My Inner Identification
An identity is what defines us and sets us apart from others. Inner identification is something that has been taught and dissected over the years by religious, self help and psychoanalytic groups. The importance of identifying ourselves is taking up centre stage in the recent times. People may be entrepreneurs, fighters, creators or dreamers. And me, I am still thinking.
As observed in “In Search of Self in India and Japan” (1988), by Alan Roland, there is not as much pressure to identify oneself as a strictly individual entity here in the east. The plasticity of personal identity as molded by our cultural and societal demands led me to answer the question, ‘who are you?’ with different responses over the years.
I gave my name when I was a kid, my occupation, when I grew up and didn’t know any better, and later, I answered with a character sketch that I thought, defined me. Put that way, I would identify first as a girl, but, is that is something that comes from having a certain physical form. Then I would identify as a person who is outgoing, stubborn, afraid of failure and has a trace of low self esteem. These too, cannot define me as they are conclusions drawn from how I respond to different situations. A set of likes and dislikes do make me unique, but these too keep changing with new experiences. This boils down to the fact that identities need to change. This realization occurred when, a usually confident speaker, I became hesitant after a public breakdown during an address.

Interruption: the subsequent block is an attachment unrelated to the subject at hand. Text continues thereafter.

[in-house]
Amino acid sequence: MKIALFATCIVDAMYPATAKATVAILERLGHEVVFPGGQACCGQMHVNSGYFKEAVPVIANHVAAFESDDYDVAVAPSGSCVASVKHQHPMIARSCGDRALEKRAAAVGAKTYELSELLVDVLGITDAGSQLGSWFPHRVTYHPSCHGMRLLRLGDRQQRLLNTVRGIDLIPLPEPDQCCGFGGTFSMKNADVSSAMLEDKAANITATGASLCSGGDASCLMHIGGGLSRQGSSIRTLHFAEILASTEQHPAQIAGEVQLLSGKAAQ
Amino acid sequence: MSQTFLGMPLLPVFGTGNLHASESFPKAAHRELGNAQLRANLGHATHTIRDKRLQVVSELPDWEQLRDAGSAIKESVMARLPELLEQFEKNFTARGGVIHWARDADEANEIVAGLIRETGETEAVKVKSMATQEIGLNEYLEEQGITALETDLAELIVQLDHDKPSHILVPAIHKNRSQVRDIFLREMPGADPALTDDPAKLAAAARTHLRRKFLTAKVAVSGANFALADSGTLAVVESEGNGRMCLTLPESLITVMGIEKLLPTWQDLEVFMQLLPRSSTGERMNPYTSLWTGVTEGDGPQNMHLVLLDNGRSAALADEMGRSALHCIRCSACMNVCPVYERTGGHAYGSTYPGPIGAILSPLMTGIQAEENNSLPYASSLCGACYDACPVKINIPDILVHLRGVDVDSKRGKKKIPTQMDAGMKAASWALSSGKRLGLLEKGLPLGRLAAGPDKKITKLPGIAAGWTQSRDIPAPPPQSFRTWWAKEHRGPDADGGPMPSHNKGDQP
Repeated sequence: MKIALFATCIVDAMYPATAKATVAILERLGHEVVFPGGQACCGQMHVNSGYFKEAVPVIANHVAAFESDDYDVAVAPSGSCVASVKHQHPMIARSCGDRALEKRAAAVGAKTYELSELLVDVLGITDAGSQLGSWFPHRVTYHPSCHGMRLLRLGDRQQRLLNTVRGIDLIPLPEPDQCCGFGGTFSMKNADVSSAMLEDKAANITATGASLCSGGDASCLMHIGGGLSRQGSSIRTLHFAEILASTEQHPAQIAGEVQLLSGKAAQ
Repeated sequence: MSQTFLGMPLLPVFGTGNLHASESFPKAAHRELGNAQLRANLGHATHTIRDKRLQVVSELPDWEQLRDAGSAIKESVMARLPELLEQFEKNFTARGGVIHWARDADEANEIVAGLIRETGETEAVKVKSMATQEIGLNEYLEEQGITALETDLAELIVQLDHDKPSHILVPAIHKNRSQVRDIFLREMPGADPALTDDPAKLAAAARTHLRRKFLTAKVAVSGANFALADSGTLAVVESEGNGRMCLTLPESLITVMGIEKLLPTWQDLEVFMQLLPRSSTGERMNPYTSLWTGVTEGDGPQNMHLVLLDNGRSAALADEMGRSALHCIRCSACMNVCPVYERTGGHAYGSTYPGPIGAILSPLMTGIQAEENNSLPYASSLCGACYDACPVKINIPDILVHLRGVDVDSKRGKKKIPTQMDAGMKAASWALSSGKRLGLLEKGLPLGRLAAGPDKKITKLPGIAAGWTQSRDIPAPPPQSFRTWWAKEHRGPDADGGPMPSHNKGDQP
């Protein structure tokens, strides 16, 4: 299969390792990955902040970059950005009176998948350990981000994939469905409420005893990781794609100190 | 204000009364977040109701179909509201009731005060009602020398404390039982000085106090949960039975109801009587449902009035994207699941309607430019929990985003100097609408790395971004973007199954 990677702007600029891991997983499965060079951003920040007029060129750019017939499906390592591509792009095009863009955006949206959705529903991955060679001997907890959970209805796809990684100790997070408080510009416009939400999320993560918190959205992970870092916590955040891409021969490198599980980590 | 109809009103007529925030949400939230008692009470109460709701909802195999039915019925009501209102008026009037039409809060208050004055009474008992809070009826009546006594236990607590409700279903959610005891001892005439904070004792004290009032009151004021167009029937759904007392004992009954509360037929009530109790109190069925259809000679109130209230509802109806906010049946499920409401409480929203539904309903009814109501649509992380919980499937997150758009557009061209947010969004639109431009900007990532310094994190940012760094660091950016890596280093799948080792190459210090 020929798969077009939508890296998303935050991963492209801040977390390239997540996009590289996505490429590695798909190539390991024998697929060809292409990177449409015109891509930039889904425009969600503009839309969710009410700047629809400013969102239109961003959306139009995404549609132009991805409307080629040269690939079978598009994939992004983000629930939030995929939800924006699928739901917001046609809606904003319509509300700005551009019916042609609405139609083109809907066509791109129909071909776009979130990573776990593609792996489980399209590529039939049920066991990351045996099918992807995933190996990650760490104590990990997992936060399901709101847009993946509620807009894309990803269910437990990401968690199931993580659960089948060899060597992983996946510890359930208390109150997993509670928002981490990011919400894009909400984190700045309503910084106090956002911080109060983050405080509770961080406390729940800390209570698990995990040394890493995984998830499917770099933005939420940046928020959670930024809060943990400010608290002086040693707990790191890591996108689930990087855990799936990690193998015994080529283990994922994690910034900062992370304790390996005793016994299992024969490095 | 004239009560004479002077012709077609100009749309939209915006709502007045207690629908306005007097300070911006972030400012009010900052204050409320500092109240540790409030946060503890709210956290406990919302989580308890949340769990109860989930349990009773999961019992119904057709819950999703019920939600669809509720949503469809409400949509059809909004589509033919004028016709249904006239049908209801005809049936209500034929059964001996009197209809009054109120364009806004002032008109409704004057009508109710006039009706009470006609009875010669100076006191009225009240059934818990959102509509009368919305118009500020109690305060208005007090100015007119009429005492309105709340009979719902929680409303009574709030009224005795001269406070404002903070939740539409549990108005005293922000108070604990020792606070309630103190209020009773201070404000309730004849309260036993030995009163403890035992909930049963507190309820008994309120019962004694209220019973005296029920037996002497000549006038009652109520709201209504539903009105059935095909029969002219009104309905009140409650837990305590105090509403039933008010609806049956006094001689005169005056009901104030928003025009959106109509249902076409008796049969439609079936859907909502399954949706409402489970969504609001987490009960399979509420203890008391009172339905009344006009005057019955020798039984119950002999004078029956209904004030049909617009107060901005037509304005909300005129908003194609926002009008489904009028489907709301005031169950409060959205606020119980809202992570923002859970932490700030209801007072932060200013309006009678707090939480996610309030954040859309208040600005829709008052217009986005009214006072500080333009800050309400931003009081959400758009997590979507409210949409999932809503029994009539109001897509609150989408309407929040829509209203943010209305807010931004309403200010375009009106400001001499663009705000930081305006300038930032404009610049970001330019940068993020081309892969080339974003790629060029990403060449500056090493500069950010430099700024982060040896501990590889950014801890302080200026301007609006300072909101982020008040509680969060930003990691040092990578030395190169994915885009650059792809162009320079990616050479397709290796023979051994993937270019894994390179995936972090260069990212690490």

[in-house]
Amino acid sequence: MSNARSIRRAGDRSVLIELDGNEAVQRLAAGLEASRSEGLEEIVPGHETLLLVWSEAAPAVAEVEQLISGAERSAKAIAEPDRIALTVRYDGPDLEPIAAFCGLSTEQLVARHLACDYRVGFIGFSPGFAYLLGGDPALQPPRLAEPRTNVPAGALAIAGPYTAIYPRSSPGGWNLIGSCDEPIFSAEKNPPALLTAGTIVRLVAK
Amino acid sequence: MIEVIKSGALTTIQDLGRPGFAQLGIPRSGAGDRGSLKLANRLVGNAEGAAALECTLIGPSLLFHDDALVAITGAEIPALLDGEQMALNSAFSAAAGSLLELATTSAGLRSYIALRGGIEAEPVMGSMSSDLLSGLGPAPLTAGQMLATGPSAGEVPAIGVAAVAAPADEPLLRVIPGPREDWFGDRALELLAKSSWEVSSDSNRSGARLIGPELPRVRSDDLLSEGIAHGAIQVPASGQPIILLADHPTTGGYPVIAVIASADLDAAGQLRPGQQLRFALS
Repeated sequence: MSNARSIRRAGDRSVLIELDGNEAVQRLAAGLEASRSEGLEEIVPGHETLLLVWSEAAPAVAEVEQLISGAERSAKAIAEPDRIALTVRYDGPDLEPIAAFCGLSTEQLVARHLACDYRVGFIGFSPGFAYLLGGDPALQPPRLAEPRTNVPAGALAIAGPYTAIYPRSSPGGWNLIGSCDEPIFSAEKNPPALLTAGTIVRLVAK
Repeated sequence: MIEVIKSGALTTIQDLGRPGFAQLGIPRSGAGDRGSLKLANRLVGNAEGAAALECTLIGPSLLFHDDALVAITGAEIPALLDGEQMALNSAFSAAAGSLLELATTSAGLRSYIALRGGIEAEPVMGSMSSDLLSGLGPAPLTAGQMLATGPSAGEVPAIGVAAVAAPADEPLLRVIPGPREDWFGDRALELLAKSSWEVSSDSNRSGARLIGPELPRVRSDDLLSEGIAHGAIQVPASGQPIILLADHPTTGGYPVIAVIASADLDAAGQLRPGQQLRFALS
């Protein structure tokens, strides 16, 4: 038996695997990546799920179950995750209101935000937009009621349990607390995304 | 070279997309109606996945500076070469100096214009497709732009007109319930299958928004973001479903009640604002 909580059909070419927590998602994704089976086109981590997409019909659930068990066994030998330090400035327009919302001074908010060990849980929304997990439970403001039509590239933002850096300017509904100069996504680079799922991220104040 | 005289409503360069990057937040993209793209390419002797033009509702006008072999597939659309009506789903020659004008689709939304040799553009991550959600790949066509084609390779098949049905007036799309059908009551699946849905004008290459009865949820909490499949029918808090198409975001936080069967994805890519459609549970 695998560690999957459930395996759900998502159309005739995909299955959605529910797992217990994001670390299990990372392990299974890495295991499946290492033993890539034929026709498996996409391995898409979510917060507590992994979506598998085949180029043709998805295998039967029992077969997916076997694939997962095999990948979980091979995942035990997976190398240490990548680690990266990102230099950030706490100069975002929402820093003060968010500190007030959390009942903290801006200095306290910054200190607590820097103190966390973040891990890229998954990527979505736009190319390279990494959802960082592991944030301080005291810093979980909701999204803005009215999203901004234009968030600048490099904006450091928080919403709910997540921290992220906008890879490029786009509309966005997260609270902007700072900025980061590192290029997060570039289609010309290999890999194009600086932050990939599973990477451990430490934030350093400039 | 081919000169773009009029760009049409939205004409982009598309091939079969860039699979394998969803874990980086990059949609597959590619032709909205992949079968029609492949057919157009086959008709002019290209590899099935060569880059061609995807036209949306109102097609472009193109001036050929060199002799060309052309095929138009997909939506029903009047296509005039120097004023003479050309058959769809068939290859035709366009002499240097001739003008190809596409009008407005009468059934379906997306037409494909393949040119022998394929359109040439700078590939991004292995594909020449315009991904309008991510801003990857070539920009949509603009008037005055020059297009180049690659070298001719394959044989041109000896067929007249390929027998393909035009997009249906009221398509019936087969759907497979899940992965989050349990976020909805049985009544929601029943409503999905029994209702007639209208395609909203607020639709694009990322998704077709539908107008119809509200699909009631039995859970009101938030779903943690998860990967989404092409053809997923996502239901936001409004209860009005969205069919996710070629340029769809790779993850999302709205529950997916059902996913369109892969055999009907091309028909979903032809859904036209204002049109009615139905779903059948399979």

When does identity take form? As babies, we are just a physiological apparatus with no personality whatsoever. Growing up, we start taking in the world we see, as what we like and what we do not. This could be where the initial stirrings of an identity begin. Much like the growth of the physical body, which happens by food intake, the inner identity too seems to develop from an intake of facts, experiences and cultural influences. To accept and enforce it as identification would be as appropriate as being defined by our body weight. Comprehending this clears up a lot of identity conflicts.
With this understanding, I would identify myself as a person with certain tendencies and an awareness that these change with time and events. And along the line, I also discovered another identity of mine, I am a thinker.